Thanks to a soaring demand for illegal wildlife products and a rapid decrease of key species throughout the forest and savannah lands, the African Wildlife Foundation has pledged $25 million to stop the illegal wildlife trade in Africa.

President Kaddu Sebunya of the AWF while speaking at the Illegal Wildlife Trade conference in London said- “We are seeing recovery and stabilization of some critical wildlife populations. We know what is working and it’s time to scale up the investment to combat this serious threat,”

While he acknowledged that world-wide collations have done much to stop the spread of the illegal trade, he also emphasized the importance of this project to be African led and African owned.

Through anti-poaching efforts funded by the AWF and other local partners, certain species are starting to stabilize and recover. Such as the 10 elephant populations that have been the focus of conservation efforts whose numbers have stabilized and have even started to increase.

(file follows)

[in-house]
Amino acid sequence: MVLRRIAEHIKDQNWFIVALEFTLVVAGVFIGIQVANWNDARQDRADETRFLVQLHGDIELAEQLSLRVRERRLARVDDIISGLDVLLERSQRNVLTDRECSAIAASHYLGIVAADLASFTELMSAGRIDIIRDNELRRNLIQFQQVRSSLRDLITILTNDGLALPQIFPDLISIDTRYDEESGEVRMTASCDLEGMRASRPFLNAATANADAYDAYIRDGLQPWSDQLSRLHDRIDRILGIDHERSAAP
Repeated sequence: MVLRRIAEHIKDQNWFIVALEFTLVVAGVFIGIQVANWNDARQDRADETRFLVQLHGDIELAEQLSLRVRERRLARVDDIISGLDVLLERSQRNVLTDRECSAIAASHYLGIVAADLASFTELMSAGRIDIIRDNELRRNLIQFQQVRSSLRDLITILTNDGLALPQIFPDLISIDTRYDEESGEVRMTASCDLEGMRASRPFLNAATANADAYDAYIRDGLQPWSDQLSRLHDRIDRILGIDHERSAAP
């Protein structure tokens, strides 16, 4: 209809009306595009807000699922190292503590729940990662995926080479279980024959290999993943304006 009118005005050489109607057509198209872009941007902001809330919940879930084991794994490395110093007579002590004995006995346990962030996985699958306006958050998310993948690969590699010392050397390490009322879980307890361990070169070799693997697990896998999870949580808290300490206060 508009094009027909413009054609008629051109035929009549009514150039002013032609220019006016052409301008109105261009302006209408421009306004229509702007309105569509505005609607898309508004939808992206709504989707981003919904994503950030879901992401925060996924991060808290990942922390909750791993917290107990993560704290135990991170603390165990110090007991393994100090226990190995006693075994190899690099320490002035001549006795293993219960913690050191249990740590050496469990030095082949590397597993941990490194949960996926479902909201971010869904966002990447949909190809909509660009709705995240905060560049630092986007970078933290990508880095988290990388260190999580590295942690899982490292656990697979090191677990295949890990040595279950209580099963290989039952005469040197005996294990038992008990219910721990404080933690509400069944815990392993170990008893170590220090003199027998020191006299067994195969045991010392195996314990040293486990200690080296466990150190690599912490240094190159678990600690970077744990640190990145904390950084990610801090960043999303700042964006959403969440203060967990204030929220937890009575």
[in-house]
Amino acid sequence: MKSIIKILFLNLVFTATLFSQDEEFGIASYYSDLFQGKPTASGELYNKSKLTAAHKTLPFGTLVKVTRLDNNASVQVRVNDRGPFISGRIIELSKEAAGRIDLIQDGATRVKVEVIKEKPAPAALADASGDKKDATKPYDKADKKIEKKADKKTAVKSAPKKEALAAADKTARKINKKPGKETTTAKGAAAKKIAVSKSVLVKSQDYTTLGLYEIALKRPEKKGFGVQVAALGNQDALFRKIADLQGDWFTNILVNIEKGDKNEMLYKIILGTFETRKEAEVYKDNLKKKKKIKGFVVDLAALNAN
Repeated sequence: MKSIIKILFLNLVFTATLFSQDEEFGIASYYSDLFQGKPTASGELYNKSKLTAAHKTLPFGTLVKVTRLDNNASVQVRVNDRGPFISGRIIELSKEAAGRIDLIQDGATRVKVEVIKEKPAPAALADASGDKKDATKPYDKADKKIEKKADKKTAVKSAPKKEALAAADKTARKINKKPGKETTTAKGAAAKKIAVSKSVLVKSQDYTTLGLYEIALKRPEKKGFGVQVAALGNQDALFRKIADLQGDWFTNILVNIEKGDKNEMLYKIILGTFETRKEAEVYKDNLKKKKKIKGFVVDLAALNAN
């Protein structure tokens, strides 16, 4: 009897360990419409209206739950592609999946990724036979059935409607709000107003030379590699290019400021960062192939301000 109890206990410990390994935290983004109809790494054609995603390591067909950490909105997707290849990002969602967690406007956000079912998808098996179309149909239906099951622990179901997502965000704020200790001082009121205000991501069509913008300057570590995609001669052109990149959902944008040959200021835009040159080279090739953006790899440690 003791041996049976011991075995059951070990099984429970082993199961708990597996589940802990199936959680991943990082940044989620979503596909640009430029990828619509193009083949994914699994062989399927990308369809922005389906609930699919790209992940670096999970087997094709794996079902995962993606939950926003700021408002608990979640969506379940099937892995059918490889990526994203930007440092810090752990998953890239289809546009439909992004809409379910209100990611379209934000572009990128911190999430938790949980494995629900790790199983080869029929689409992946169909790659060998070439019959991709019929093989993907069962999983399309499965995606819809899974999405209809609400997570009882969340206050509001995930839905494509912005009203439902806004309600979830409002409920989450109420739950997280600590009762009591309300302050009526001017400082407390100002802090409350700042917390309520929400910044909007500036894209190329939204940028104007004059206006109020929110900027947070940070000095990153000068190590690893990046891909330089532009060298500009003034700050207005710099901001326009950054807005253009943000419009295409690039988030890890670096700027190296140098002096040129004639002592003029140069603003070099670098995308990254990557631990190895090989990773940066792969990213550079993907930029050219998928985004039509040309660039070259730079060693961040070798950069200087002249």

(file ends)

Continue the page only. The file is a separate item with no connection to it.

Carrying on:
Dr. Philip Maruthi, the AWF’s Chief Scientist pointed to multi-level approach that the AWF sees as African wildlife’s best chance. These approaches combine searching for and convicting poachers with limiting the ability to trade in illegal wildlife products.

By working with key players and dampening the demand for these products, Maruthi hopes to put a serious dent in the trade, and ultimately eliminating it altogether.

This $25 million investment, scheduled to roll out over four years, comes on the heels of the further $13.1 million that the AWF has already put forward in its conservation efforts.

That money will be targeted at building African leadership, protecting habitats and key populations of Rhinos, Elephants, Great Apes, Large Carnivores and Giraffes as well as enhancing the detection of wildlife crimes and strengthening the prosecution of those implicated.

Thorough these monumental efforts, hopefully African wildlife can continue to thrive on the great continent for generations to come.

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